Diabetes

Susan Bonner-Weir, PhD

Susan Bonner-Weir, PhD

Joslin Diabetes Center
Harvard Medical School

With a series of rodent models Dr. Bonner-Weir has provided compelling evidence that adult pancreatic beta-cell mass increases in response to a metabolic need and have been examining the mechanisms of this postnatal pancreatic growth.

Chad Cowan, PhD

Chad Cowan, PhD

Harvard University Department of Stem Cell and Regenerative Biology
Massachusetts General Hospital

Our research is focused on understanding the molecular underpinnings of metabolic diseases such as type 2 diabetes mellitus (T2DM) and coronary artery disease (CAD).

Richard Lee, MD

Richard Lee, MD

Brigham and Women's Hospital
Harvard University Department of Stem Cell and Regenerative Biology
Harvard Medical School

The Lee Laboratory uses biotechnologies to discover and design new approaches to cardiovascular and metabolic diseases. We work at this interface using a broad variety of techniques in genomics, stem cell biology, and molecular biology. Our approach is to understand human problems and design solutions in the laboratory, and then we demonstrate the effectiveness of these solutions in vivo. Ongoing projects in the laboratory include studies of cardiac regeneration, diabetes, aging and metabolism.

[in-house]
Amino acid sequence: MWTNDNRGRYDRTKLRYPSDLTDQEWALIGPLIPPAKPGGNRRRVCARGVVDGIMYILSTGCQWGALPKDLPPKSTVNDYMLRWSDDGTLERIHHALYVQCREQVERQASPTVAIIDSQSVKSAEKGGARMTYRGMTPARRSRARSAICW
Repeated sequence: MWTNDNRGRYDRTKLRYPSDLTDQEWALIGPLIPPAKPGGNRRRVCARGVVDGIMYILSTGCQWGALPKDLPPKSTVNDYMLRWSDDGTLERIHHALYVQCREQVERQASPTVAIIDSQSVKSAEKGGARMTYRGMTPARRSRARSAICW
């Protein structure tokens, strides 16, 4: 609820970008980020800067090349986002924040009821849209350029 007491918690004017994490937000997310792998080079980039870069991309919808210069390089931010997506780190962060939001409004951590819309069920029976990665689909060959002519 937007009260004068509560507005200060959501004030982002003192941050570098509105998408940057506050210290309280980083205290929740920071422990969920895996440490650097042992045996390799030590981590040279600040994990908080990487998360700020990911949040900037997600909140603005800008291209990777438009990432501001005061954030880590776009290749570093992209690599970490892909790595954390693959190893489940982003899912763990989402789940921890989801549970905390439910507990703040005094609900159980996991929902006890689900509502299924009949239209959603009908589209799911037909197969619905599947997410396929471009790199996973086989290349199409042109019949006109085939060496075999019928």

Yu-Hua Tseng, PhD

Yu-Hua Tseng, PhD

Joslin Diabetes Center
Harvard Medical School

Dr. Tseng is a Principal Investigator in the Section on Integrative Physiology and Metabolism at Joslin Diabetes Center as well as an Assistant Professor of Medicine at Harvard Medical School. 

Gordon C. Weir, MD

Gordon C. Weir, MD

Joslin Diabetes Center
Harvard Medical School

One of the most important goals of diabetes research is to find sources of new beta cells (the islet cells in the pancreas that produce insulin) and to successfully transplant these cells into the pancreas.